The deposits of mica and quartz were beautiful and the size of mica flakes were nearly as big as your palm. In hindsight this concentration of mica explained the large mica flakes we had seen while hiking nearby back

Twenty-Five Terrifying Hikes

Catching up on some activities and wanted to highlight our last hike on the Terrifying 25 this summer

For the past several years we have been working our way through a list of trails called the “Terrifying 25”. This list was created by Trish Herr and her two daughters after they completed hiking the 4000’ Peaks in New Hampshire’s White Mountains.

We have thoroughly enjoyed the experience of working through the list that includes several well-known, challenging trails in the White Mountains, such as the Huntington Ravine Trail. But it also includes some really interesting lesser-known trails.

During our most recent visit to the White Mountains we hiked into the Great Gulf Wilderness and to the top of the headwall beneath the summit of Mt Madison via the Madison Gulf Trail (MGT), which is the last of our “terrifying hikes”.

Mt Madison and the Great Gulf Wilderness

The day began by taking The Great Gulf Trail that begins from Rt 16 just north of Pinkham Notch. We hiked several miles to the start of the Madison Gulf Trail (MGT) which took us to the Parapet at the top of the headwall. We found the Madison Gulf Trail to be one of the most challenging of the 25 trails for its steep, rock and wet terrain. But like all of these trails, we found enjoyment in the challenge, and also the beauty of the many waterfalls we passed as we approached the top of the head wall.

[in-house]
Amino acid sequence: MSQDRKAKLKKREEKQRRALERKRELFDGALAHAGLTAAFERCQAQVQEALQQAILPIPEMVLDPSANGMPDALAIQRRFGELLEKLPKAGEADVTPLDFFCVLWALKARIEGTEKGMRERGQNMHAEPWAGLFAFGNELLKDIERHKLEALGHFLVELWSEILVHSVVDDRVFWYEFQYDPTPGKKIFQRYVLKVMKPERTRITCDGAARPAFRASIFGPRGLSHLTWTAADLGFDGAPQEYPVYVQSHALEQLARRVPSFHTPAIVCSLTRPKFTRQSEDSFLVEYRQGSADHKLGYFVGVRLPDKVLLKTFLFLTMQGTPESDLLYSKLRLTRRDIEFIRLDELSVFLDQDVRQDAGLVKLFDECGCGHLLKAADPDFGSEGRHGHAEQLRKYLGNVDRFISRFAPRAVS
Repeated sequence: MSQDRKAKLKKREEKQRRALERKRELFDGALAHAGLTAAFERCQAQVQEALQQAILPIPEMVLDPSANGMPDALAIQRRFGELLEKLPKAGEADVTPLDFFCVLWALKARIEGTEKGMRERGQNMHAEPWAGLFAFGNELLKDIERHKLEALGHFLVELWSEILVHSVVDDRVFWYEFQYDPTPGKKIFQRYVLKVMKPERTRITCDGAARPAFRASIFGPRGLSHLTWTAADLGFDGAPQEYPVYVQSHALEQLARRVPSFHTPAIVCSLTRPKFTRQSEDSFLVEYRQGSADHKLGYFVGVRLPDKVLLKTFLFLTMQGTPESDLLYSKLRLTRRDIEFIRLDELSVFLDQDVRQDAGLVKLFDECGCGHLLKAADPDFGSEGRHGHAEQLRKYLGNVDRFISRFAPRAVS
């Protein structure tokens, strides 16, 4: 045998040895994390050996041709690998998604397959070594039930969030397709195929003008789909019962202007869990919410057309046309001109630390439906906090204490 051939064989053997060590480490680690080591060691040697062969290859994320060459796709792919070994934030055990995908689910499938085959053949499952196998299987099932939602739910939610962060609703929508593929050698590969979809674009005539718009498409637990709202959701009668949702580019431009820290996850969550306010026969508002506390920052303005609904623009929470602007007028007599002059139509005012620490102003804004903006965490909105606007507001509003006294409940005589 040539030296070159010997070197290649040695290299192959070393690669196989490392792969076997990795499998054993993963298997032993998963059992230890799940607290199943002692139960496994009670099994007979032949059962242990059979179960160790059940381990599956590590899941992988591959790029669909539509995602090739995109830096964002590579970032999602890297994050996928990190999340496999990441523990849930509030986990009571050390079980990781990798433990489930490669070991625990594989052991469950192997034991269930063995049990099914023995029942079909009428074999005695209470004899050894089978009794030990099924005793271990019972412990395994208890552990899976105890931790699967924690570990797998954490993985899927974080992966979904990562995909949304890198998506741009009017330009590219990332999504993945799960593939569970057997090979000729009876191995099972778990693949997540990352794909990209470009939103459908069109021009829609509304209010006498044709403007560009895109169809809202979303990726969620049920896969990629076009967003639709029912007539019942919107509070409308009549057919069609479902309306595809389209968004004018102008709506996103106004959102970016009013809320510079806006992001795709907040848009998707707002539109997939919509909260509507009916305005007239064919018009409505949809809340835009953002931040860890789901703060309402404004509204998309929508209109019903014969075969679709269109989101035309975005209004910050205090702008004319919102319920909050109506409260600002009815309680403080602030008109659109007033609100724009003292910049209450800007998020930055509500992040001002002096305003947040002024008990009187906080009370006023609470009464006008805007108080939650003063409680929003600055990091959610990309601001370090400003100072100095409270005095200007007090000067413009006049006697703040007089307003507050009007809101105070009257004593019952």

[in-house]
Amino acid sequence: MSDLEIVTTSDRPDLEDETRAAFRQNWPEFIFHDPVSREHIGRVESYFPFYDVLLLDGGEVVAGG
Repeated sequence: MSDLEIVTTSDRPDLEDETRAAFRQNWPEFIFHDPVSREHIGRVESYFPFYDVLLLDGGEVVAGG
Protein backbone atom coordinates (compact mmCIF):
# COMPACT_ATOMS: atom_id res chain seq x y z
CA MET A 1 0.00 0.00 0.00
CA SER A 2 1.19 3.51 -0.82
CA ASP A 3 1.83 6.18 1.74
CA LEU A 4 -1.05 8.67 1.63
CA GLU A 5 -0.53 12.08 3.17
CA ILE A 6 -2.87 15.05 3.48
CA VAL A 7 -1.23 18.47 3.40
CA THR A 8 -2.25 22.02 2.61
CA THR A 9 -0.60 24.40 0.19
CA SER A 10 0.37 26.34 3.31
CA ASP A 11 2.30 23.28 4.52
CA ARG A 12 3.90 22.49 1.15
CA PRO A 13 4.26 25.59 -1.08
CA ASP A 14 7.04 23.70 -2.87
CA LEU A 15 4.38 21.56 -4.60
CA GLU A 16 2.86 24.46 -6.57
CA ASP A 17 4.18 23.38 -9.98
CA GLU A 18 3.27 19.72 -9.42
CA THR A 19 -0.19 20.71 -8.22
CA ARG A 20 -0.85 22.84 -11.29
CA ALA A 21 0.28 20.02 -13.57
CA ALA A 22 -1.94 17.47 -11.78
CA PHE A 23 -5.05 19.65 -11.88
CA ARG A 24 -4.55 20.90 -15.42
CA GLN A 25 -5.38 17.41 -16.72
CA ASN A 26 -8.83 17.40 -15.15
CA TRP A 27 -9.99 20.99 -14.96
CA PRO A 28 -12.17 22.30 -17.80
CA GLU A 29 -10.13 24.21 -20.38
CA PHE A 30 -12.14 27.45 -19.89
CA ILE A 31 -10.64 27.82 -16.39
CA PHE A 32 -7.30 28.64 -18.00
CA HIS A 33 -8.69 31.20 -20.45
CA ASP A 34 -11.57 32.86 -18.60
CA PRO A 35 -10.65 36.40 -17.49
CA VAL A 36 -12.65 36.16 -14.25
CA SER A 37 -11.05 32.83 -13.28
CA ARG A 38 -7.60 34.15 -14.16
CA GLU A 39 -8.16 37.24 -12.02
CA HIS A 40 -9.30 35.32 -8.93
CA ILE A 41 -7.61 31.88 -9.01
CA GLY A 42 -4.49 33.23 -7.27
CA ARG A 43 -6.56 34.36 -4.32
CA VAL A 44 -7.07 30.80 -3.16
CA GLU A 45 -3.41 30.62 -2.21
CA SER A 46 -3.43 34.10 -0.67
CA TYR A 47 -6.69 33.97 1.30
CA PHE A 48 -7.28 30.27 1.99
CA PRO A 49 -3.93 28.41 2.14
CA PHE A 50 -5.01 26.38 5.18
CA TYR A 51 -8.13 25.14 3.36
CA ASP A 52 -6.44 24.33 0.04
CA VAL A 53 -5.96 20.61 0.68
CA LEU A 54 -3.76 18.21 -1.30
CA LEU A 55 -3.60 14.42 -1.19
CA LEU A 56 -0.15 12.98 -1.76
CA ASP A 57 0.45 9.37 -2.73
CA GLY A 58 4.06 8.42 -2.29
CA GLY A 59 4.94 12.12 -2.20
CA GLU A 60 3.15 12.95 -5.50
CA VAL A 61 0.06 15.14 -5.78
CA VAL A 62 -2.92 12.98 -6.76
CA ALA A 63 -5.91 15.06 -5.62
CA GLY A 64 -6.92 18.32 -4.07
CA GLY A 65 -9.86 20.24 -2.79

Waterfall along the Madison Gulf Trail

From the Parapet we walked around Star Lake, and took the Buttress Trail which traversed through dense, scrubby trees and then descended steeply into the Great Gulf Wilderness where we took the Six Husband’s Trail back to the Great Gulf Trail.

Star Lake
Our way home
A rock challenge on the Buttress Trail

Many thanks to Trish, Sage and Alexandra Herr for putting together this list of “terrifying trails”. We really enjoyed this list and a few favorites include the Ice Gulch Trail, the Morgan-Percival loop, and the Great Gully Trail.

Our latest patch…

Late September Harvest

The garden is starting to slow in growth, but there are still peppers, okra, tomatoes, chard, and ground cherries to harvest.

Peppers and okra have been very good this year. The okra plants are well over six feet tall and the peppers big enough for stuffing!

The zinnias continue to bloom and are still bright and cheerful.

We also have had a good crop of squash. Soon it will be soup season!